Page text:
Saturday, May 26, 2018
News Roundup

Golf carts line July Fourth parade; it's how they roll in Brooksville

BROOKSVILLE

In between golf carts, antique English cars and horses, Sarah Conroy, 70, stood out next to her tricycle.

Alongside about 30 organizations and 170 Hernando County residents, Conroy rode in High Point golf community's July Fourth parade. After 10 years as a High Point resident, Conroy rode in the parade for the first time. She was the only tricycle.

Over two days, she decorated the tricycle's wheel spokes, as well as the poles that supported an overhead cover, in red, white and blue ribbons and pinwheels. The lines of traditional golf carts in the parade wore the same kind sparkling banners and flags. As the carts lined up, residents taped on the finishing touches.

"It's a lot of fun. Every year the parade goes by, and you get a lot of inspiration from it for your country," Conroy said.

Along the parade route, spectators sat under carports and in golf carts, receiving free swag from volunteers associated with the floats.

Some distributed literature for politicians running in Hernando County elections, while others handed out beaded necklaces. Most golf carts and floats threw candy for the children watching.

"I think that's why we're so popular," Oakie Scache, 82, said. "We have candy."

Scache has lived in High Point for almost two decades and has driven her golf cart in the parade multiple times.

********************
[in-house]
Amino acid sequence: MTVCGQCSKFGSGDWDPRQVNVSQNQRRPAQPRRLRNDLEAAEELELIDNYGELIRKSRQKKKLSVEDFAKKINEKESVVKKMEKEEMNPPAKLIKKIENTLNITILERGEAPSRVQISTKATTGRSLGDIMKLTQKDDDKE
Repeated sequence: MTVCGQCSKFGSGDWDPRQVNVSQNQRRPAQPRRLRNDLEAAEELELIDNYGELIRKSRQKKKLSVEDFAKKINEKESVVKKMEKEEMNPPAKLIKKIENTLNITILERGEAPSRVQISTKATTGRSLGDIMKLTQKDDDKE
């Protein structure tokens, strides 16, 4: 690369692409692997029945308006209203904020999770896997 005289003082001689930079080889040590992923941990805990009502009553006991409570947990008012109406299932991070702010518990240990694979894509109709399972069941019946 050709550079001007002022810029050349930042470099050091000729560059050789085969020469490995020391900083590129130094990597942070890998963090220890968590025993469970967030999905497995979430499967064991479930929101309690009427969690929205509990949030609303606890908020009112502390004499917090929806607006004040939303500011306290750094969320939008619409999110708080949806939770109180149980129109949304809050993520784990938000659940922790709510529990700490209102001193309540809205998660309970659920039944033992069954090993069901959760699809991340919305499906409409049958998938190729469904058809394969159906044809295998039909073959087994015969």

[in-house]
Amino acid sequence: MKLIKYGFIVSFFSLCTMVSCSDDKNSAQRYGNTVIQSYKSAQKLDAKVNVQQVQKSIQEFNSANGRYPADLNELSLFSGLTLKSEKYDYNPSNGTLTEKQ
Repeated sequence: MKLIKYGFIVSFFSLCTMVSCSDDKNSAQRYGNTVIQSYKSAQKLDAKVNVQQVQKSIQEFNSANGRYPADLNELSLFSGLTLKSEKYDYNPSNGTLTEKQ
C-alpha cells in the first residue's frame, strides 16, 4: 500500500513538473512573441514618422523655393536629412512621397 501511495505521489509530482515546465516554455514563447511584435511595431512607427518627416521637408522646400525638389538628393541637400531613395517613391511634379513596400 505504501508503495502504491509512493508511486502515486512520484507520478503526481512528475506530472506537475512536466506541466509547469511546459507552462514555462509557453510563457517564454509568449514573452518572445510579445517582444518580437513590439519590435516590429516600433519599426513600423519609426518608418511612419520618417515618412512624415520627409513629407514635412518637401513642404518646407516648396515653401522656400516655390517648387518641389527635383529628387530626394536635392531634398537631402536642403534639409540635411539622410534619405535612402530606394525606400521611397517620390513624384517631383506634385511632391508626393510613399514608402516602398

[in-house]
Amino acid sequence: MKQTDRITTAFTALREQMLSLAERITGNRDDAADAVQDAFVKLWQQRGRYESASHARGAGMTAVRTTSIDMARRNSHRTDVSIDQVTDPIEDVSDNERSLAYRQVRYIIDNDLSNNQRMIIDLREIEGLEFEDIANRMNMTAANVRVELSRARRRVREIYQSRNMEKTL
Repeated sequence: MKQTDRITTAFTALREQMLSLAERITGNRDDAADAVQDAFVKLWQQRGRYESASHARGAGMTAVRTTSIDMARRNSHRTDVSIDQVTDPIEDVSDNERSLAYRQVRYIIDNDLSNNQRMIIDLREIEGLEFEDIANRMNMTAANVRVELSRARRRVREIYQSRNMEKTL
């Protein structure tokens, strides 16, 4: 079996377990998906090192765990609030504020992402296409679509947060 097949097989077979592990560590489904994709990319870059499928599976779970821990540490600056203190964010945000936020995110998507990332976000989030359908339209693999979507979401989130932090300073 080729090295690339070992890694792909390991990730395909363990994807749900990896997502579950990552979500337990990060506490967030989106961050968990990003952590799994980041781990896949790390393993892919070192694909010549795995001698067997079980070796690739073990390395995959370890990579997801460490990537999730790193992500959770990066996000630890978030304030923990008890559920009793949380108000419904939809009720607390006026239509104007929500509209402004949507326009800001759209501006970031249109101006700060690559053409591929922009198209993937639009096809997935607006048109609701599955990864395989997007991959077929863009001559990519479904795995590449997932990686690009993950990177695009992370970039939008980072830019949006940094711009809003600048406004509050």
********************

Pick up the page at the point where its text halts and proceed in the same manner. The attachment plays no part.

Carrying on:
"People come here from all over. I hope it's for the parade and not just the candy," she said, laughing.

Although the High Point parade is within the golf community, it is the only parade in Hernando County and open to the public.

Under the shade of a tree, Gwen Roy, 68, sat back in a lawn chair fanning herself as her 6-year-old granddaughter, Zoey, rushed to pick candy up off the street.

Roy smiled and waved as floats and horses passed by.

"My husband was a veteran, so things like this are very touching," Roy said. She began to hold back tears.

Roy's late husband, Lynn Roy, served in the Navy for 22 years and survived the attack on Pearl Harbor.

On holidays such as Independence Day, Roy said she is reminded of him.

"He loved his country."

The parade route ended at the High Point Community Center, where spectators gathered for a flag raising ceremony organized by Post 186 of the American Legion. Residents and visitors mingled inside the community center over refreshments and cookies as the parade contest results were announced afterward.

Laura Herrera can be reached at [email protected] or (352) 754-6114.

     
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